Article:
On a running system, do

  • systemctl daemon reload

followed by

  • systemctl restart media-cdrom0.automount

after changing /etc/fstab.

Miscellaneous

The account in the previous sections should be sufficient to obtain a bootable, remastered ISO image. The following material was part of the original page and is left here in the event that some of it could prove useful.

Files and hooks

A list of hooks available for debian-installer: https://d-i.debian.org/doc/internals/apb.html

 (filepaths as seen from the installer)

List of packages (udebs) to install or not install in into the d-i ramdisk.

  ''cdrom''.disk/udeb_include ["anna"]
  ''cdrom''.disk/udeb_exclude

The content of these files are taken as lists of packages to install or not into the target area.

  ''cdrom''.disk/base_include [base-installer]
  ''cdrom''.disk/base_exclude

If the file ''cdrom''.disk/base_installable exists, the base-installer udeb selects the cdrom as source for the installation.

Alternate Method

If you use apt-move to store the packages apt downloads when updating your system, you can use the mirror it creates to fill the cdrom with all the packages on your current system. Remember to call "apt-move sync" before mastering the image, to make sure, all dependencies are met.

Helper scripts: diunpk, dipk

Here are example scripts for unpacking and packing d-i CD image file. You need to have aufs modules available.

* diunpk: execute this with d-i.iso file as its argument. This generates tree under dated directory and cd into it.

#!/bin/sh -e

# Local customization to match your id (check with 'id' command).
uid=1000
gid=1000

# Default values
# $1 d-i iso image file
# $2 d-i ro mount point
# $3 d-i rw tree

di_iso=${1:-d-i.iso}
di_ro=${2:-d-i.ro}
di_rw=${3:-d-i.rw}

pwd=$(pwd)
timestamp=$(date -u +%Y%m%d%H%M%S)
mkdir $timestamp

mkdir $timestamp/$di_ro
mkdir $timestamp/$di_rw

sudo mount ${di_iso} $timestamp/${di_ro} -t iso9660 -o loop,uid=${uid},gid=${gid}
sudo mount -t aufs -o br:$timestamp/${di_rw}:$timestamp/${di_ro} none $timestamp/${di_rw}
sudo chmod u+w $timestamp/${di_rw}
sudo chmod u+w $timestamp/${di_rw}/md5sum.txt
sudo find $timestamp/${di_rw}/dists -exec chmod u+w {} \;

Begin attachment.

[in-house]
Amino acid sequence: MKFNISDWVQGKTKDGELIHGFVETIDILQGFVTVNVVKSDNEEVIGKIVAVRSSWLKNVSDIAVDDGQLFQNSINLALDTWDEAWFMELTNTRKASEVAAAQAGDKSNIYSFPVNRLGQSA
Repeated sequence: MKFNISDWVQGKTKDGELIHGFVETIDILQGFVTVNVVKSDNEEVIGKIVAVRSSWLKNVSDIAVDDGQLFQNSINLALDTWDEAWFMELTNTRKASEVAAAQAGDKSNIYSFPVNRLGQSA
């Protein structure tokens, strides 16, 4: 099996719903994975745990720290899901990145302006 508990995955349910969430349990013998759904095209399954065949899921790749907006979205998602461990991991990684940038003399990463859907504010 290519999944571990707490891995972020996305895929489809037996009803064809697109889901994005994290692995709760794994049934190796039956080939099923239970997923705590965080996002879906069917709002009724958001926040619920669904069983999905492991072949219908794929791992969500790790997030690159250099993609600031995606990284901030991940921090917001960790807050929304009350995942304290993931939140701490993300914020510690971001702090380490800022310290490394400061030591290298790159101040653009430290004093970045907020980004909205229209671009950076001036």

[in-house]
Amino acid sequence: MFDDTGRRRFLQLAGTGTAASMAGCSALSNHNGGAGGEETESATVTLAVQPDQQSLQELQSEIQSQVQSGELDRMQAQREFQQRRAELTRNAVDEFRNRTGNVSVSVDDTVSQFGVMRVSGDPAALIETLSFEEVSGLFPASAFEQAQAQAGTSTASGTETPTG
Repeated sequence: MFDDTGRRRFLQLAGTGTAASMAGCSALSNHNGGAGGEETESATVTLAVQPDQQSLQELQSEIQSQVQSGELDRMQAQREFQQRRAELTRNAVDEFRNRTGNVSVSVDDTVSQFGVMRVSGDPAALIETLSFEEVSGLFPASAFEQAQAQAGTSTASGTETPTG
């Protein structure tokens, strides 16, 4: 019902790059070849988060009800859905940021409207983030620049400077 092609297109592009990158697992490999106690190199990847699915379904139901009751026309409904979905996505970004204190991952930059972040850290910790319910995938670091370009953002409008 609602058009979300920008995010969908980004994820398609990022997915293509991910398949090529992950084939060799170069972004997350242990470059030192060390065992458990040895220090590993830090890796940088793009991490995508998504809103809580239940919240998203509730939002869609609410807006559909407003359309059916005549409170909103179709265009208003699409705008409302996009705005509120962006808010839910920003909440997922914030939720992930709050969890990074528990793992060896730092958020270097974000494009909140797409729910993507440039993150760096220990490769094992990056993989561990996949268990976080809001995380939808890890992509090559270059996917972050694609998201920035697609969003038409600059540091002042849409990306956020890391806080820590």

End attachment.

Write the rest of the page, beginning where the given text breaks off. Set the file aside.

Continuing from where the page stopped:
sudo find $timestamp/${di_rw}/pool  -type d -exec chmod u+w {} \;
cd $timestamp

* dipk: execute this in dated directory.

#!/bin/sh -e
set -x
# Local customization
uid=1000
gid=1000
arch=amd64
release=squeeze

# Default values
# $1 d-i iso image file
# $2 d-i ro mount point
# $3 d-i rw tree

di_iso=${1:-d-i.iso}
di_ro=${2:-d-i.ro}
di_rw=${3:-d-i.rw}

cat > config << EOF
Dir {
    ArchiveDir ".";
    OverrideDir ".";
    CacheDir ".";
 };
            
 TreeDefault {
    Directory "pool/";
 };
                    
 BinDirectory "pool/main" {
    Packages "dists/${release}/main/debian-installer/binary-${arch}/Packages";
 };
                                   
 Default {
    Packages {
        Extensions ".udeb";
    };
 };
EOF

cd $di_rw
sudo apt-ftparchive generate ../config
sudo md5sum $(find ! -name "md5sum.txt" ! -path "./isolinux/*" -follow -type f) > md5sum.txt
cd -

#genisoimage ...
sudo genisoimage -r -o $di_iso -V di$(date -u +%m%d%H%M%S) \
   -b isolinux/isolinux.bin -c isolinux/boot.cat \
   -no-emul-boot -boot-load-size 4 -boot-info-table $di_rw

# check mounted by "mount"
#sudo umount ${di_rw}
#sudo umount ${di_ro}
#rm -rf $di_rw

Create a udeb packages file

Write a config-udeb file with something like this :

 Dir {
    ArchiveDir "cd";
    OverrideDir "indices";
    CacheDir "indices";
 };
            
 TreeDefault {
    Directory "pool/";
 };
                    
 BinDirectory "pool/main" {
    Packages "dists/squeeze/main/binary-i386/Packages";
    BinOverride "override";
    ExtraOverride "override.extra";
 };
                                   
 Default {
    Packages {
        Extensions ".udeb";
    };
 };

Because of the BinOverride line you also need the override file, you can get it from any debian mirror, e.g. get http://ftp.de.debian.org/debian/indices/override.squeeze.main.gz and extract it to the indices/override.

Now go into the directory with your config file and run

apt-ftparchive generate config-udeb

to generate the Packages and Releases files.

To update the cd/dists/squeeze/Release file, make a new text file called config-rel with something like this:

APT::FTPArchive::Release::Codename "squeeze";
APT::FTPArchive::Release::Origin "Debian";
APT::FTPArchive::Release::Components "main";
APT::FTPArchive::Release::Label "Debian";
APT::FTPArchive::Release::Architectures "i386";
APT::FTPArchive::Release::Suite "testing";

To generate the Release file, run

 # apt-ftparchive -c config-rel release cd/dists/squeeze > cd/dists/squeeze/Release

See Also